Taxi Driver (1976, Martin Scorsese)


A missive from somewhere within the eye of a cloud of cocaine, Martin Scorsese’s first massive cultural touchstone is probably the most accurate portrait of the New Hollywood perspective upon the world. A few years before this, Hal Ashby depicted an American yearning and ambiguity in The Last Detail, one of the most realistic and melancholy films ever made in this country; none of that for Scorsese and screenwriter Paul Schrader, whose New York City is a cartoonishly nihilistic creation as expressionistic as the boxing ring in the director’s later Raging Bull. In contrast to Ashby’s humanism, it’s a thoroughly self-absorbed exercise in manufactured dread.

It’s technically a brilliant film; beautifully shot and edited, boasting one of Bernard Herrmann’s greatest post-Hitchcock scores, but like many of Scorsese’s major films, it displays a mastery of surface-level style with nothing underneath. A simple-minded story about a simple-minded character, its supposed poetic broodings about the glum horrors of the New York streets are nothing more than window dressing for a giddy celebration of the things it pretends to endlessly cluck its tongue and shake its head at. Why else would the filthy porn theater, which is of course a meeting ground for drunks and creeps, be so lovingly detailed from its popcorn stand down to its scuzzy little seats and the blurred-down kitsch being projected? Why else would hammy Robert De Niro’s smug flirtation with the girl at the refreshment counter uncannily resemble Rocky threateningly chatting up Adrian? It’s all a bit cruel; you can picture Scorsese pointing and laughing derisively at everything, which according to Albert Brooks is how he spent most of his time on the set. Its blanket cynicism points up a central hypocrisy — it’s a moralistic film that’s in love with the nastiness it can dramatize, like a fire-and-brimstone sermon from the most squeaky-clean pulpit. This is why, though not the worst of Scorsese’s most beloved efforts, it’s one of the most irritating of all classic American movies.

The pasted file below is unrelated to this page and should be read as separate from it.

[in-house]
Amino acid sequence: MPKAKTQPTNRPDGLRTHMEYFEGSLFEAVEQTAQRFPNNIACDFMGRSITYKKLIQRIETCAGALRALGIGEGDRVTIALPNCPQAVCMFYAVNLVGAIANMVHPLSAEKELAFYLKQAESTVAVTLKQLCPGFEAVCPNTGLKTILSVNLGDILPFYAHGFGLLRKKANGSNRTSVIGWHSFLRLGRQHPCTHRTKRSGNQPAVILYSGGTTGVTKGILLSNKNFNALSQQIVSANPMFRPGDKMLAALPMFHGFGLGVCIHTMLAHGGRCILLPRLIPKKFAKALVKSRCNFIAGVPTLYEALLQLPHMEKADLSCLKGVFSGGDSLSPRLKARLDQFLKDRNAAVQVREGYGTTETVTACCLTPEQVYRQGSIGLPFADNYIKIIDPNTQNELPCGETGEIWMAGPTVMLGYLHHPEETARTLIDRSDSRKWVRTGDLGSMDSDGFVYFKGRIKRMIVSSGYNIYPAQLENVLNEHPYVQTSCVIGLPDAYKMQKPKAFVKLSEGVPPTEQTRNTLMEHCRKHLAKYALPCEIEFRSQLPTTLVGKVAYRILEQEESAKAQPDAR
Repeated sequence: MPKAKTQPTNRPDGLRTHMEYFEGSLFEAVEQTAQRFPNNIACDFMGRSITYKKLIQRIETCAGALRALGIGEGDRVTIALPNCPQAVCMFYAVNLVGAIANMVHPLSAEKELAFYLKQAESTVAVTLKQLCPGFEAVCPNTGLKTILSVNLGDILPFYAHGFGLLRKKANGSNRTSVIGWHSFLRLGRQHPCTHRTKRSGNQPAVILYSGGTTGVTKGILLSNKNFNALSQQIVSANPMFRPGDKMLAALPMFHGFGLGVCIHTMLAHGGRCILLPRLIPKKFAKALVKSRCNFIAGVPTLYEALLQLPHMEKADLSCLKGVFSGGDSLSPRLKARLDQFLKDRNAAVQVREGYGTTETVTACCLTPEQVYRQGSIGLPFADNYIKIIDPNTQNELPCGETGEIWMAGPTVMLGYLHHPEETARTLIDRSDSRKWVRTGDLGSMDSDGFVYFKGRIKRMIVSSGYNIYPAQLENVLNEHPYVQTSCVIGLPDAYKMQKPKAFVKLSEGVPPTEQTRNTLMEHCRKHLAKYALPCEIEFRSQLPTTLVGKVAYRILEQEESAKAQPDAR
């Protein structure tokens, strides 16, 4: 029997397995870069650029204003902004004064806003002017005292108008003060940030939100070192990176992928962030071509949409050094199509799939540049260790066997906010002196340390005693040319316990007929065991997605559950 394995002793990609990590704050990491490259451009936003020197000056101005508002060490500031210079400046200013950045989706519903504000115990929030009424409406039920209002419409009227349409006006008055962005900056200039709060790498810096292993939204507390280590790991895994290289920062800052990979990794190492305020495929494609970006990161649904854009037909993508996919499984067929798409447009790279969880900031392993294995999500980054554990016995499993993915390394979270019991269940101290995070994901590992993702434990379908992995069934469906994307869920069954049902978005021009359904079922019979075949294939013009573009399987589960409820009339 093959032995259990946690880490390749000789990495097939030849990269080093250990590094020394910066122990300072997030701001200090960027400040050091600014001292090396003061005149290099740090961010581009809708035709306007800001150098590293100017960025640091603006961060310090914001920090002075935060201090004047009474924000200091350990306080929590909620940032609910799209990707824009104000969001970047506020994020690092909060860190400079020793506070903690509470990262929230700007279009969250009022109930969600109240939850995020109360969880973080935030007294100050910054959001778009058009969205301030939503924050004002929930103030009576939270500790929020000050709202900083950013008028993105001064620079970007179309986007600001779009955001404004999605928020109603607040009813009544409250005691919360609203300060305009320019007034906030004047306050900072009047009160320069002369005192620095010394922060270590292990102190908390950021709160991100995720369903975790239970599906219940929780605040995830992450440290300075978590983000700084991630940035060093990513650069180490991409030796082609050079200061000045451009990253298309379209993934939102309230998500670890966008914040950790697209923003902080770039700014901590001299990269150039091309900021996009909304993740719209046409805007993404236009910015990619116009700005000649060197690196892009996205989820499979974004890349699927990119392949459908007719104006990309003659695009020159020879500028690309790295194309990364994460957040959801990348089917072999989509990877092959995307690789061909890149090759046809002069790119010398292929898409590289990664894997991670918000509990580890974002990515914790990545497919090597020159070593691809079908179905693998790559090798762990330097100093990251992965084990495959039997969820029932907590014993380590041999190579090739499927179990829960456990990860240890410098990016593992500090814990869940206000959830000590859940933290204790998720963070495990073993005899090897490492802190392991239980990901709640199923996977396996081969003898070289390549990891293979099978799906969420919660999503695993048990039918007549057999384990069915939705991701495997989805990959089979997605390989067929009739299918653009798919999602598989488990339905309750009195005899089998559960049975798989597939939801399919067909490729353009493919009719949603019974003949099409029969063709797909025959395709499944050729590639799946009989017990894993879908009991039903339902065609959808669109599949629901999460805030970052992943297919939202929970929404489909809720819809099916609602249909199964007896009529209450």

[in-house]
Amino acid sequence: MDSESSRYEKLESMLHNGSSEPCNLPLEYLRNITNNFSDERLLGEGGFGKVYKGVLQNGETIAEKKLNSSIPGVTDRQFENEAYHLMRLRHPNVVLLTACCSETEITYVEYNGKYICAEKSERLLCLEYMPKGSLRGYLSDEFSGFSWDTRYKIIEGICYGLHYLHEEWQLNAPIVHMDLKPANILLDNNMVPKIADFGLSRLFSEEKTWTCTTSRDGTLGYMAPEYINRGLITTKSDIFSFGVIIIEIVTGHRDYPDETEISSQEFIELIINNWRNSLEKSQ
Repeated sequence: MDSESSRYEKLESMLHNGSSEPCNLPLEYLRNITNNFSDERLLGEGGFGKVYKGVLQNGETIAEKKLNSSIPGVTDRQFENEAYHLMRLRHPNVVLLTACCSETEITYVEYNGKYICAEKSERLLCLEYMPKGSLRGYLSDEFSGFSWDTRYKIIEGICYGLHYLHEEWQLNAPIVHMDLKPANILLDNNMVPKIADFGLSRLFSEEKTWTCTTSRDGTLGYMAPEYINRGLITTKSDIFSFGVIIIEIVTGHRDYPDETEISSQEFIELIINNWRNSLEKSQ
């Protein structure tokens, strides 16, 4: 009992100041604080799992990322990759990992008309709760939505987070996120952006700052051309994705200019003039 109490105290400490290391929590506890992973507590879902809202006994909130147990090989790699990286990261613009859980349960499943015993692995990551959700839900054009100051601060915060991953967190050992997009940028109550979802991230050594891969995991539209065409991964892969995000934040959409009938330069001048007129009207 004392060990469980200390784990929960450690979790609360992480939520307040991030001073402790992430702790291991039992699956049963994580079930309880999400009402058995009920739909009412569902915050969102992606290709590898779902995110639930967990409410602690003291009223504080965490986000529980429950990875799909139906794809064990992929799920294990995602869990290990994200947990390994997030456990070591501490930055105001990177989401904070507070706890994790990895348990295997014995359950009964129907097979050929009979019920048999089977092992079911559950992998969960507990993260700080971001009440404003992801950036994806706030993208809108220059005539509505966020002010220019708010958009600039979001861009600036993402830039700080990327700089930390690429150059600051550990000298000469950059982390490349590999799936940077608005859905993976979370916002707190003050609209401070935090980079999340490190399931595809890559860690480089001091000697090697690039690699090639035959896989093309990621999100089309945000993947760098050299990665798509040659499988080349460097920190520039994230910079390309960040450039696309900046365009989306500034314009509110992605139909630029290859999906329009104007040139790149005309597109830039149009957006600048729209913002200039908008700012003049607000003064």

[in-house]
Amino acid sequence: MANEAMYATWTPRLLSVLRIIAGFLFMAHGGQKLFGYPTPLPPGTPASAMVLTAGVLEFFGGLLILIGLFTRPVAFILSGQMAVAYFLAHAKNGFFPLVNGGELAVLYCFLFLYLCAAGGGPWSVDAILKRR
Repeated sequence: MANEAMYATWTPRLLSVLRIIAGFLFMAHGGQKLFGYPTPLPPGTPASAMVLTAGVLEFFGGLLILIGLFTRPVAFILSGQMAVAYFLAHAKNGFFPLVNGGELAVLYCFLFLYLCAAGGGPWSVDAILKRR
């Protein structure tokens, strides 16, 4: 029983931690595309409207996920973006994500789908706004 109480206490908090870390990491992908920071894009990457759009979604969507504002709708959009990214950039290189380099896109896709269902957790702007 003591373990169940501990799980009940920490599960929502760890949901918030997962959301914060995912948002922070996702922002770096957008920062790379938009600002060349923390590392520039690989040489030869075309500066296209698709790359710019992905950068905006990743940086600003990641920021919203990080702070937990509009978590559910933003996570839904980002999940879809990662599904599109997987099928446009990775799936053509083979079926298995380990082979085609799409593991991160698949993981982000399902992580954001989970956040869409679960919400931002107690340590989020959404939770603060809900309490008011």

Schrader and De Niro’s joint creation is the lost Marine veteran Travis Bickle, a sort of anti-icon intended to be a microcosm of the moral directionless of the U.S. in the Vietnam era. The aim, it seems, is the humanizing of a psychopath, the “ticking timebomb” of a potential murder spree or other catastrophe — but if that is the aim, it fails, because Bickle never becomes a believable human being. He is already flying off the handle as a wildly deranged person before the film’s left the ground. He always seems like a Cliff’s Notes version of a depressed sociopath whose leering, uncouth behaviors give us a voyeuristic front row seat to his gradual decline — again, he seems designed as a beacon for us to gawk at, and our distance from him kills the movie. By the time he shaves his head and starts aiming his gun into the mirror (with, by the way, a cameo from Scorsese’s real-life drug dealer supplying the firearms), he’s a caricature of god knows what macho fantasy that lived at the time in Schrader’s head; and by the time he’s positioning himself as the outlaw savior of a local child prostitute, we’re thoroughly baffled by the sheer senselessness of it all. It tells us nothing of any consequence about his inner world, or the world he lives in, despite the pretending of the drab voiceover — he just, well, does things. Back to the pointing and laughing of Scorsese and his latest chronicle of, apparently, a lab specimen.